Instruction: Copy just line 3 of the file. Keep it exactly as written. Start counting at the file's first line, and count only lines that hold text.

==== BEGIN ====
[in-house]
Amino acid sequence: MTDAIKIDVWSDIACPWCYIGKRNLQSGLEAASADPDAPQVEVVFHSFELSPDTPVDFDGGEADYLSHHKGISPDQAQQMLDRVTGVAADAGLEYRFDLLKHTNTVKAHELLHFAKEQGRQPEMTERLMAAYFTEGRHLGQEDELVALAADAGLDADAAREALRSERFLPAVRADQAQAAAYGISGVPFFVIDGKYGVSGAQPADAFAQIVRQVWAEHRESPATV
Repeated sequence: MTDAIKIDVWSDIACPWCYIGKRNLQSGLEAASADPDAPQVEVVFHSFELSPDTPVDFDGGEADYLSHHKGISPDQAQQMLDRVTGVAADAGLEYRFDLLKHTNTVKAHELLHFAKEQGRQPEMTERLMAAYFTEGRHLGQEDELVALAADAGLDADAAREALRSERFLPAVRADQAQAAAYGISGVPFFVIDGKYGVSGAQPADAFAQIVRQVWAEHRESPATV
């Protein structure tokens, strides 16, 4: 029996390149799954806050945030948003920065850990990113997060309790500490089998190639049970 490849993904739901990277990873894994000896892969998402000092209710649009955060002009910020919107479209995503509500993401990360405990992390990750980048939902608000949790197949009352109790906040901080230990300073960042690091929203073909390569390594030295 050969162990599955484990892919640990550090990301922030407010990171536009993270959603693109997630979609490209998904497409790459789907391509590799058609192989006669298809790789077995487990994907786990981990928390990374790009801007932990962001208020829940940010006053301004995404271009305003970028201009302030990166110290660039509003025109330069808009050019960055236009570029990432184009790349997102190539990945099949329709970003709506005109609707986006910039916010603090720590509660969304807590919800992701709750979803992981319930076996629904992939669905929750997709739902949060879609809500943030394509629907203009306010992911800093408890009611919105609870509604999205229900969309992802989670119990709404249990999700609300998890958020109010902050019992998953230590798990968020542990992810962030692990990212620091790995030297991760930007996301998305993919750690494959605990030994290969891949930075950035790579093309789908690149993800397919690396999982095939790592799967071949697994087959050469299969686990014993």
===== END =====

Repeated sequence: MTDAIKIDVWSDIACPWCYIGKRNLQSGLEAASADPDAPQVEVVFHSFELSPDTPVDFDGGEADYLSHHKGISPDQAQQMLDRVTGVAADAGLEYRFDLLKHTNTVKAHELLHFAKEQGRQPEMTERLMAAYFTEGRHLGQEDELVALAADAGLDADAAREALRSERFLPAVRADQAQAAAYGISGVPFFVIDGKYGVSGAQPADAFAQIVRQVWAEHRESPATV